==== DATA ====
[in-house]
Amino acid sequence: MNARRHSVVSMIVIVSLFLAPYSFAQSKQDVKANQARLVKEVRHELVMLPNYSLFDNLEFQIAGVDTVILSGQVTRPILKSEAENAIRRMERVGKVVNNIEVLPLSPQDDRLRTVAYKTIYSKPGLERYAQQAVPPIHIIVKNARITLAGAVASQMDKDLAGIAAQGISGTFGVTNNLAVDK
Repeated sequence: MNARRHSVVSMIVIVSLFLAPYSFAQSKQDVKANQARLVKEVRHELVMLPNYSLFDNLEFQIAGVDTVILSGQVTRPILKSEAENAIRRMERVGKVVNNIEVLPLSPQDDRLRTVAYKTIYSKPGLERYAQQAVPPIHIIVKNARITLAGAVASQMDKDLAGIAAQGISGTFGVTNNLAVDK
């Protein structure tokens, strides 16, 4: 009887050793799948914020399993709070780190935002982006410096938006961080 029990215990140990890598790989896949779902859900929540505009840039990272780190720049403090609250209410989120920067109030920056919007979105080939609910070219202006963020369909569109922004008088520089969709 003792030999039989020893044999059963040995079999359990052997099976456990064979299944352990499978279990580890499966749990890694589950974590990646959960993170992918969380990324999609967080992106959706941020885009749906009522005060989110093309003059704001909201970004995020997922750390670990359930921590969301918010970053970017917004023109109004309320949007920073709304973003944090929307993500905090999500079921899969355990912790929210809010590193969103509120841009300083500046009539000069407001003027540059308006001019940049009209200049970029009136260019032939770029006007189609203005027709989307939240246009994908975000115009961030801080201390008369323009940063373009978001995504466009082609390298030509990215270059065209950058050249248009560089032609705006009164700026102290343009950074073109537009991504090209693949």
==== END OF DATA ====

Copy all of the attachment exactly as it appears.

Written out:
[in-house]
Amino acid sequence: MNARRHSVVSMIVIVSLFLAPYSFAQSKQDVKANQARLVKEVRHELVMLPNYSLFDNLEFQIAGVDTVILSGQVTRPILKSEAENAIRRMERVGKVVNNIEVLPLSPQDDRLRTVAYKTIYSKPGLERYAQQAVPPIHIIVKNARITLAGAVASQMDKDLAGIAAQGISGTFGVTNNLAVDK
Repeated sequence: MNARRHSVVSMIVIVSLFLAPYSFAQSKQDVKANQARLVKEVRHELVMLPNYSLFDNLEFQIAGVDTVILSGQVTRPILKSEAENAIRRMERVGKVVNNIEVLPLSPQDDRLRTVAYKTIYSKPGLERYAQQAVPPIHIIVKNARITLAGAVASQMDKDLAGIAAQGISGTFGVTNNLAVDK
């Protein structure tokens, strides 16, 4: 009887050793799948914020399993709070780190935002982006410096938006961080 029990215990140990890598790989896949779902859900929540505009840039990272780190720049403090609250209410989120920067109030920056919007979105080939609910070219202006963020369909569109922004008088520089969709 003792030999039989020893044999059963040995079999359990052997099976456990064979299944352990499978279990580890499966749990890694589950974590990646959960993170992918969380990324999609967080992106959706941020885009749906009522005060989110093309003059704001909201970004995020997922750390670990359930921590969301918010970053970017917004023109109004309320949007920073709304973003944090929307993500905090999500079921899969355990912790929210809010590193969103509120841009300083500046009539000069407001003027540059308006001019940049009209200049970029009136260019032939770029006007189609203005027709989307939240246009994908975000115009961030801080201390008369323009940063373009978001995504466009082609390298030509990215270059065209950058050249248009560089032609705006009164700026102290343009950074073109537009991504090209693949």